Whenever I hear someone utter the phrase, “It’s not my job”, I’m always brought back to the book that was read to us in a leadership class I was part of a couple of years ago. The Dog Poop Initiative by Kirk Weisler tells of how his son’s soccer team came to the field for the game and a pile of dog poop was on the field. One person after another including parents, kids, coaches and referees made sure to point out the poop and let everyone know of its location so they wouldn’t step in it. Finally, Kirk and another coach found some cardboard, picked up the poop, and threw it away. The moral of course is there are “pointers”, constantly pointing out the problems or issues, and there are “scoopers” who jump in and solve the problem. An organization’s views on marketing can be the same way.
The mentality in most organization’s I’ve been involved with is marketing is done by the marketing department. The marketing department comes up with slogans, materials, social media posts, writes articles, etc. As a non-marketing person, the common thought is there is nothing for them to contribute. It’s someone else’s job. That “pointer” mentality only reduces the overall effectiveness of the marketing department. The reality is marketing, especially in professional services, needs to involve everyone to be truly effective.
In professional services, marketing is supporting the building of relationships. Marketing is creating and maintaining awareness. Marketing is building credibility and reinforcing expertise to build trusting relationships with clients. These initiatives can’t be accomplished by the marketing department alone.
Marketing an organization involves everyone, from the person answering the phone, to the partners who are often tasked with business development. All in the organization need to contribute to make marketing work. There are some common misconceptions among professional services staff which may lead to inactivity, and can contribute to a “pointer” mentality. Re-educating and reminding internally is important to reinforce the value of their contributions.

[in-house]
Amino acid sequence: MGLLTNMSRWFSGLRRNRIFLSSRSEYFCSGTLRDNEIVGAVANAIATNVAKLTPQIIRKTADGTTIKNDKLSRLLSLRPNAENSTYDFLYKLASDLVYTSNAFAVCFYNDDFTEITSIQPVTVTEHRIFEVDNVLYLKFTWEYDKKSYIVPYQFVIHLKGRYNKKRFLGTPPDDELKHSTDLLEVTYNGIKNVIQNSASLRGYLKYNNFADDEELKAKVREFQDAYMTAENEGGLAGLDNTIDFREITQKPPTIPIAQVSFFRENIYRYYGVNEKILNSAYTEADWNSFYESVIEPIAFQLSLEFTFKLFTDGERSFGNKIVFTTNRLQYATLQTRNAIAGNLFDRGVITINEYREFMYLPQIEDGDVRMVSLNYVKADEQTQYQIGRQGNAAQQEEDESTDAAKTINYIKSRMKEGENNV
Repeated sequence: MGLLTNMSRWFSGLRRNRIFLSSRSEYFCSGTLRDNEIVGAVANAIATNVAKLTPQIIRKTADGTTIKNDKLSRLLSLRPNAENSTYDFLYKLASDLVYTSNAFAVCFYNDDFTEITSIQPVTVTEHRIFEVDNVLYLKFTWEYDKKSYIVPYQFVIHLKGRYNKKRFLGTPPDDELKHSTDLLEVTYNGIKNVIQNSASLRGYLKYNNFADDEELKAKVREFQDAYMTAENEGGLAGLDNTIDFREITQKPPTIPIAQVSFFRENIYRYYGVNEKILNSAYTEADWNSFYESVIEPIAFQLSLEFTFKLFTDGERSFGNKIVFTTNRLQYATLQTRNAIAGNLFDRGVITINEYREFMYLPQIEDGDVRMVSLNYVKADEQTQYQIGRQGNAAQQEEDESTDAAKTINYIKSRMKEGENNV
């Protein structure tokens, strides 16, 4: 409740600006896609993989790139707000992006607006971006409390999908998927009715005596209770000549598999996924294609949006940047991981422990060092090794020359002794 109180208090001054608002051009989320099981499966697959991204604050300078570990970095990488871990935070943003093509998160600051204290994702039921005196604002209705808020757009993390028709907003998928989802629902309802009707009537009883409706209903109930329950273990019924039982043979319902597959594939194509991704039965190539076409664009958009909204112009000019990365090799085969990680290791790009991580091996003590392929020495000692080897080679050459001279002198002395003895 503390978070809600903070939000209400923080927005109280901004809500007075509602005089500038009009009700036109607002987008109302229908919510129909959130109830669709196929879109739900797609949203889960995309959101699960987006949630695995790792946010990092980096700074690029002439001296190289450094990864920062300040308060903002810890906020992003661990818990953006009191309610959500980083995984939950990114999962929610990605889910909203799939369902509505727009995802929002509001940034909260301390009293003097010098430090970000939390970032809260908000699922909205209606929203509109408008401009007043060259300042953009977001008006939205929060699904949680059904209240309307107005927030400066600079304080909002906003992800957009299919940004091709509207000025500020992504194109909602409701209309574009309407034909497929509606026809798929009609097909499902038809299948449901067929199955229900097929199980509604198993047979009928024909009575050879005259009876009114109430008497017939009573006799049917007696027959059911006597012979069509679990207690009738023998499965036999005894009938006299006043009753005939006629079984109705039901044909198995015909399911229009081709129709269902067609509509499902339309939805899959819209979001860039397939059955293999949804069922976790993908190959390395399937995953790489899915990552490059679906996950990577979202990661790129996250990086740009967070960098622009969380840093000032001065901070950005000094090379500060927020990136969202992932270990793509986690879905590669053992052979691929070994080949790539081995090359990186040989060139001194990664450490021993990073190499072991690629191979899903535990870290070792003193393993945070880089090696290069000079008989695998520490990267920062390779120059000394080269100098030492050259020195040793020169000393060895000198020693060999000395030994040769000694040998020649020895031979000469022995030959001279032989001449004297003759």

In the interest of not being a “pointer”, here are FIVE tips to support the organization reaching its marketing goals.
- Listening – Staff at almost every level has contact with technical staff, or clients. Listen to conversations with the intent of learning more about the subject matter. The knowledge gained about the organization can help in a number of different ways, from contributing to an article, easily directing a client to the right person, or understanding information included in a request for proposal to shape the submittal.
- Opportunity Awareness – Providing the marketing department with opportunities to promote and create awareness. Be aware of what publications clients are reading, award applications, speaking abstracts, community events, conferences, and numerous other ways to create top-of-mind awareness. This is especially important in organizations with multiple offices where the marketing department can be somewhat removed.
- Competitive Information – Marketing and business development thrive on being strategic. The more information about competitors, markets, and political climates a marketing department has, the better targeted the message.
- Social Media – Although many professional services are slower to adopt social media as a key means to market, there is still a great deal of opportunity to extend the reach of the organization through very simple means. A simple “Like” to a LinkedIn post can generate huge numbers to those within the organization who have large networks. Even making sure to connect with people you already know and interacting with the organization’s posts can reap huge benefits. Ask your marketing department for help and basic training if you aren’t comfortable.
- Pictures/Videos – These are marketing gold. Taking pictures of unique, and sometimes what may seem like ordinary occurrences can be turned into an interesting post. Simply provide a brief explanation and context along with the picture or video. This will help contribute to the information shared with clients and prospects, ultimately keeping top of mind. Plus, it has the added benefit of making marketing’s job easier because they don’t have to work as hard to find relevant content to share.
It is very easy to look at marketing as someone else’s job. I encourage everyone without a “marketing” title to look at how you can provide value to your organization by taking the initiative and picking up the poop!